Contents List of Photographs viii Introduction Reflections From Experience 9 A Memoir 11; The Perspective of the Author 14 SOCIALIZATION OF A SOCIAL SCIENTIST Chapter 1: The Roots of a Political Scientist 21 Growing Up in a Border City 22; Learning in Spite of School 26; Learning from the Library and from the Streets 28 Chapter 2: Discovering Learning 33 An Old-Fashioned University Education 34; Exploring Europe 38; My Education as a Reporter 40 Chapter 3: The Education of Amateur Political Scientists 47 Before the Transformation 48; Manchester Made Me 57; Committed Political Sociologists 60 Chapter 4: The Professionalization of Political Science 65 The Expansion of Universities Nationally 66; Training Students: The Strathclyde Approach 68; Institutionalizing Professional Links Across Europe 74 EXPERIENCING HISTORY FORWARDS Chapter 5: England Then and Now 81 Learning About Class 82; Class Parties? 84; From England to Scotland 89 Chapter 6: America Then and Now 95 Free at Last 96; Washington: A Small Town Now Global in Impact 101 Chapter 7: Northern Ireland: Nothing Civil About Civil War 107 A Warm Welcome From All Sides 109; Guns Come Out 111; Governing Without the Rule of Law 115; What an Outsider Did 118 Chapter 8: Fallout From the Berlin Wall 125 The Reality Behind the Wall 126; Free to Choose 128; Russians and Russia 133; What I Did 136 LEARNING TO COMPARE Chapter 9: Concepts Are More Than Words 145 Naming What You Observe 146; In the Field 151; Conversing Through Questionnaires 154 Chapter 10: Communicating What You Know 159 Writing as a Discipline 160; Form Follows Function 166; What Would You Tell the President About Iraq in Three Minutes? 171 Chapter 11: Public Policy and Political Science 175 Disciplined Research and Undisciplined Problems 176; Creating a ProblemFocussed Centre 179; Distinctive Tools 181; Impact Long Term 185; L'envoi 189 References 191 Brief Curriculum Vitae 199 Index 205
Richard Rose has been Professor of Politics at the University of Strathclyde since 1966 and is currently Visiting Professor at the European University Institute, Florence. He founded the Centre for the Study of Public Policy at Strathclyde in 1976 - the first public policy centre in a European university. He has held visiting appointments at Oxford, Cambridge, Wissenschaftszentrum Berlin, Central European University, Stanford, Johns Hopkins, Brookings Institution, American Enterprise Institute and Paul Lazarsfeld Society, Vienna. He has also acted as consultant to organisations including the World Bank, UNDP and the OECD. Rose has held seminars and presented public policy papers in in numerous countries on six continents. His work has been translated into 17 languages and samizdat, and he has contributed widely to print and television media on two continents. He has been awarded seven lifetime achievement honours, in the United Kingdom, USA, Sweden, Finland and Italy.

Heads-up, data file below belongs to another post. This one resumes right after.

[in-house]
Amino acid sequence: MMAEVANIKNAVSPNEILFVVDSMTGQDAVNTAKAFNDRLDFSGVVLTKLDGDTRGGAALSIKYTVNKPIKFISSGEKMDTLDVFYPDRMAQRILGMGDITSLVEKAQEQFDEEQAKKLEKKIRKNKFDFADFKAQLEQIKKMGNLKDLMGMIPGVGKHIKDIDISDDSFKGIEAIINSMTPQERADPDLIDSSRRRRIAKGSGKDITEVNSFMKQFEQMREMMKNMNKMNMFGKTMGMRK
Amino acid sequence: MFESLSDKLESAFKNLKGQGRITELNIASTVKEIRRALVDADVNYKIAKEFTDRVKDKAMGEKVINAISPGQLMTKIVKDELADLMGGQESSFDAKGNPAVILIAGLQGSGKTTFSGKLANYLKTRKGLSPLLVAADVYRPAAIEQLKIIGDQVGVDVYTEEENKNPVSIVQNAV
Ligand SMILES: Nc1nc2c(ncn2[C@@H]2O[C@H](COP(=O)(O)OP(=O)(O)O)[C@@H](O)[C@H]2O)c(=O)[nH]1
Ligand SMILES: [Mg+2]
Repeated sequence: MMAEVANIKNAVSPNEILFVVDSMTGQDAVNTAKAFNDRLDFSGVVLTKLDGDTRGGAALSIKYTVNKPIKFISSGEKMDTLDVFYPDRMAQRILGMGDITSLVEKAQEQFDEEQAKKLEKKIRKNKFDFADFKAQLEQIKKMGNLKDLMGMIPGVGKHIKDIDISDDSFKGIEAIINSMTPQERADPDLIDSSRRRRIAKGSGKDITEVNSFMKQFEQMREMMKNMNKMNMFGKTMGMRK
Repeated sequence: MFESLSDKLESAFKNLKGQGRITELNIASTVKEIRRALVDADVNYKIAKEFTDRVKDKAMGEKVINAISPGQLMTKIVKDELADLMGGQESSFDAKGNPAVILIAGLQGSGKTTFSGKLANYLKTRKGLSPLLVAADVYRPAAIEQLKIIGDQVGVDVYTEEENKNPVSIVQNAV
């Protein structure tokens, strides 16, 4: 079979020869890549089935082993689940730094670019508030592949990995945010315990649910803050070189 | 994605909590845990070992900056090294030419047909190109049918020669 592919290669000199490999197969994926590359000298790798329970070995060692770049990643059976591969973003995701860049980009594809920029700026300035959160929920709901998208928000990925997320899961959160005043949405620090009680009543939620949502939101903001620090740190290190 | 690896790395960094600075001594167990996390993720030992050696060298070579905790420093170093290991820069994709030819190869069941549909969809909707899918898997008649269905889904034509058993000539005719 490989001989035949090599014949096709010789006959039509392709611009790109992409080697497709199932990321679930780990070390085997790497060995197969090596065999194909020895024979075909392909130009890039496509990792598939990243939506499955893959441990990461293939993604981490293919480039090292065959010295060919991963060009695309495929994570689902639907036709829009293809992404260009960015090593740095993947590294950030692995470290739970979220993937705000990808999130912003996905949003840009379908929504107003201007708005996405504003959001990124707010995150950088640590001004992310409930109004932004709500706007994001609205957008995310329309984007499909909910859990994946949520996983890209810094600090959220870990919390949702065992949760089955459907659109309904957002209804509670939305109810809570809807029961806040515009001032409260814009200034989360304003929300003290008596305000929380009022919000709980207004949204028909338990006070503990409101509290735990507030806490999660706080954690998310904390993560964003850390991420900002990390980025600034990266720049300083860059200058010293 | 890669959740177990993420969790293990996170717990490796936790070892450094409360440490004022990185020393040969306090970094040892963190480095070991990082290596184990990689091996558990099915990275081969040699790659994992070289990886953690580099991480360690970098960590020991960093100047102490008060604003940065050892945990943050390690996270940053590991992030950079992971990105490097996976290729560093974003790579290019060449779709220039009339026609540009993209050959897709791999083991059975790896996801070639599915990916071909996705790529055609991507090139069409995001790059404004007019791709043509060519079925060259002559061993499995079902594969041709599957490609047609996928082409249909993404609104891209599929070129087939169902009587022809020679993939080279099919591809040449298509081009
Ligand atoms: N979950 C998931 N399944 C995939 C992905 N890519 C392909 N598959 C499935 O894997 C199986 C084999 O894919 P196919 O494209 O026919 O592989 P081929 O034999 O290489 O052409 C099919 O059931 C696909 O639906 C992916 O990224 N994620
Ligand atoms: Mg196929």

'A sociologically riveting account of the development of political science... Rose shows a keen eye for the idiosyncrasies of politicians and political scientists. I have learnt a huge amount from this book, and with enormous pleasure.' David Soskice, LSE and Duke University. 'Informative about past controversies and incisively extroverted about present concerns of political scientists in Europe and the US. It has much to teach those willing to learn from Richard Rose's hard-earned experience.' Jack Hayward, past president, UK Politics Association 'A fascinating insight into the working practices of one of the political science profession's most prolific and distinguished scholars. It recounts the books, people, ideas, experiences, research and even the films, music and sport, that feed his boundless curiosity about the world.' Ken Newton, University of Southampton and Wissenschaftszentrum Berlin fur Sozialforschung 'Drawing on a remarkable career spanning continents and half a century, Richard Rose tells us where political science has been, and about how to practice good political science in the future. A stimulating assignment for any course in Scope and Methods.' Ian McAllister, Australian National University